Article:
I wrote about hacker Jeffrey Paul, who discovered that the social network Path published information about his location even when he disabled location services within iOS. The culprit: his camera's EXIF data:
The case illustrates the fiendish complexity of managing one's privacy in the digital era. An average user who disables location services for a given app likely expects that app would not be able to see where the user is. In the Privacy area of the Settings app, a note says "Photos stored on your iPhone may contain other information, such as when and where the photo was taken." Most users will have trouble determining whether and when their pictures include that information.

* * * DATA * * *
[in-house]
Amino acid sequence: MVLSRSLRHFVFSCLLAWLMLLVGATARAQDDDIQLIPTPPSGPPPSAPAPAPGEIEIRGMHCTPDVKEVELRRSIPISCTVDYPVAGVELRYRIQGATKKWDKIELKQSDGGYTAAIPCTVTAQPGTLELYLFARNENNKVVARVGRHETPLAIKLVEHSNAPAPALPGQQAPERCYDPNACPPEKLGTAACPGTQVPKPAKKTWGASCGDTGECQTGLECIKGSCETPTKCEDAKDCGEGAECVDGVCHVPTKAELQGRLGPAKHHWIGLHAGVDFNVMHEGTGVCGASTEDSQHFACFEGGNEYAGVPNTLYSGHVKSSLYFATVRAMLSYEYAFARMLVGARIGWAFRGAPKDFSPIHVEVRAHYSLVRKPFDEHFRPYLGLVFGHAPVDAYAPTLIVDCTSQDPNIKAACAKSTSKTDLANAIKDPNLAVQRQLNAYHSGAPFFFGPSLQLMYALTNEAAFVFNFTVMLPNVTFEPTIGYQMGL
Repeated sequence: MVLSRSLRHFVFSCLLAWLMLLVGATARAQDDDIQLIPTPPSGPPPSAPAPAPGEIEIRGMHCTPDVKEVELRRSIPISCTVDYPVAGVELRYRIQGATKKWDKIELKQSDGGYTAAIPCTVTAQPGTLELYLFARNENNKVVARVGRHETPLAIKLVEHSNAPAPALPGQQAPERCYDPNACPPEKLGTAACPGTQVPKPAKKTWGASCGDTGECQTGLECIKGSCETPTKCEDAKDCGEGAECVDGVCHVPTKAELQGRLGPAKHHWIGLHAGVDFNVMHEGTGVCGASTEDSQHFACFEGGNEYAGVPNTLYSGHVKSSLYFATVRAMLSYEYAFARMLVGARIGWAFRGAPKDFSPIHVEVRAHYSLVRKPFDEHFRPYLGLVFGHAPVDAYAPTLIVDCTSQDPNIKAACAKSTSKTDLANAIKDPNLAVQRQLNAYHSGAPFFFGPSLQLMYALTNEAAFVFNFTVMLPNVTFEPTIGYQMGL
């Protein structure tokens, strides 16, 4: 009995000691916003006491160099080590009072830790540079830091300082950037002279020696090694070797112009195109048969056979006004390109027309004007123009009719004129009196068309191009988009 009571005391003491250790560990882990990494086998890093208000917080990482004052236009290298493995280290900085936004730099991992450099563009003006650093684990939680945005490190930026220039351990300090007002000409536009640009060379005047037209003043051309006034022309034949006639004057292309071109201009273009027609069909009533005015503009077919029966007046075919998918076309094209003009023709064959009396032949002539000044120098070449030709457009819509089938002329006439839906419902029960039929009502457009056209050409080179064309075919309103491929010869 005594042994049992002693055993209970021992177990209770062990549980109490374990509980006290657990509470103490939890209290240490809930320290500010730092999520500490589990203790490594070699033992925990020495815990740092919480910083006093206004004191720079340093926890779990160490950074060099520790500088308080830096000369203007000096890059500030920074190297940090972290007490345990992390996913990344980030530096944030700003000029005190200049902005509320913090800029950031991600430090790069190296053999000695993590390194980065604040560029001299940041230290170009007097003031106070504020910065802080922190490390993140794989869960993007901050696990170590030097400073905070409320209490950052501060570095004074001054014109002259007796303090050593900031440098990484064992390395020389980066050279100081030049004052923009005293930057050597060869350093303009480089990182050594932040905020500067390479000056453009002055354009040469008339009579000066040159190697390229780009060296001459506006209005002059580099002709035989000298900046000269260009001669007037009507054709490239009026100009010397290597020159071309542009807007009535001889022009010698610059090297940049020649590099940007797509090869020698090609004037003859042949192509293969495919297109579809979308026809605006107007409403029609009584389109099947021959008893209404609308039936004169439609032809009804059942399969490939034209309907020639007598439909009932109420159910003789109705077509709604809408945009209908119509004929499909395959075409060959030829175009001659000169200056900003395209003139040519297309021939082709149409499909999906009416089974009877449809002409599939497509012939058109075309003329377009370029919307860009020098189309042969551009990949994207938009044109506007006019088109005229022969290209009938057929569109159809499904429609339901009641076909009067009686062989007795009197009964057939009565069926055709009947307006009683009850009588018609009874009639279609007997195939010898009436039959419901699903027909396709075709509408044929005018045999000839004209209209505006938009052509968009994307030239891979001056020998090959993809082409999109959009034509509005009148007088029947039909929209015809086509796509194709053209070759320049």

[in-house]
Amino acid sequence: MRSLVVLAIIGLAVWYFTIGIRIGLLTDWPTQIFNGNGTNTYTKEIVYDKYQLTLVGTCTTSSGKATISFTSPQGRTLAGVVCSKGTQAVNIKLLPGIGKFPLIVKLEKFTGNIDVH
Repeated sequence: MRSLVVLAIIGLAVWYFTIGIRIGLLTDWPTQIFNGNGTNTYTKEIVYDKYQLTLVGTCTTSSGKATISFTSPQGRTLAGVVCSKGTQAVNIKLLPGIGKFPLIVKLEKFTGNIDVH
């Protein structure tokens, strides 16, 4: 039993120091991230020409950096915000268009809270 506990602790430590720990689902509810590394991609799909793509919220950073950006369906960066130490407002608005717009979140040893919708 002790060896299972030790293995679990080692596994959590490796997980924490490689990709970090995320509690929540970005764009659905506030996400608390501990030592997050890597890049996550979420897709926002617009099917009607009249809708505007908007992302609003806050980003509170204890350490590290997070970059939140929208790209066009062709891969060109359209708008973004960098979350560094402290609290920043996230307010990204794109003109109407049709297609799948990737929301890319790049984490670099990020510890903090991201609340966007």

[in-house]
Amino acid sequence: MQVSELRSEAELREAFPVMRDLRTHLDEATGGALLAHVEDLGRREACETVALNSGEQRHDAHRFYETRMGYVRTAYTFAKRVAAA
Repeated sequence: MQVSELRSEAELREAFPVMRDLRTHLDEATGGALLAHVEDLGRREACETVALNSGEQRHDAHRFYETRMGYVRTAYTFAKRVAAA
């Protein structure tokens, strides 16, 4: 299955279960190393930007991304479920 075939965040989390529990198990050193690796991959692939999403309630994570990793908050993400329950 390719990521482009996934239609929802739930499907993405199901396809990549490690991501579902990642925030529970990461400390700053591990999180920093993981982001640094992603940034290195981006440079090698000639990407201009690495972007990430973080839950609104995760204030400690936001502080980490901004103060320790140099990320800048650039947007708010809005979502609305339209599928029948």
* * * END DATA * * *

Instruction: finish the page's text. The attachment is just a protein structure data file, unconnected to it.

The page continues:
One work-around is to disable location services for the camera itself, as described here.
But the larger issue remains. When even software programmers can't navigate their smartphones' privacy settings, what hope does a non-programmer have?
Shortly after my post, Path said it would submit an update to the App Store preventing that information from being shared.